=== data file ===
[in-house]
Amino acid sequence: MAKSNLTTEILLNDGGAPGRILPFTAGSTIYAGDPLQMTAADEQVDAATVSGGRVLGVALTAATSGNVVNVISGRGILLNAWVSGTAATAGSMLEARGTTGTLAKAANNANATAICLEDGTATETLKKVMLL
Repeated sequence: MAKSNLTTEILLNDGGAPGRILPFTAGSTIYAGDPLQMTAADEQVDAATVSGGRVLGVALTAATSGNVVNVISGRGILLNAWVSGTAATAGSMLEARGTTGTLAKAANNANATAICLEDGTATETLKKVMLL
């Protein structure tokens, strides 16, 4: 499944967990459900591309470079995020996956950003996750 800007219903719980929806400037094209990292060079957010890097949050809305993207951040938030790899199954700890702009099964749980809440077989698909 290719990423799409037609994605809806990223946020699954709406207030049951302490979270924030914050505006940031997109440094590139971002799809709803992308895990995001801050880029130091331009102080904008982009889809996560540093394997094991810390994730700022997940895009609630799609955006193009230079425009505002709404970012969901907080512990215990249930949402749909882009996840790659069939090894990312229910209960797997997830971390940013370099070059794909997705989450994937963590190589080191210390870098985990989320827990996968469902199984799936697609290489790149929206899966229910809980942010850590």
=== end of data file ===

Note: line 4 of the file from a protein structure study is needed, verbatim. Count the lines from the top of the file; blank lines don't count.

């Protein structure tokens, strides 16, 4: 499944967990459900591309470079995020996956950003996750 800007219903719980929806400037094209990292060079957010890097949050809305993207951040938030790899199954700890702009099964749980809440077989698909 290719990423799409037609994605809806990223946020699954709406207030049951302490979270924030914050505006940031997109440094590139971002799809709803992308895990995001801050880029130091331009102080904008982009889809996560540093394997094991810390994730700022997940895009609630799609955006193009230079425009505002709404970012969901907080512990215990249930949402749909882009996840790659069939090894990312229910209960797997997830971390940013370099070059794909997705989450994937963590190589080191210390870098985990989320827990996968469902199984799936697609290489790149929206899966229910809980942010850590």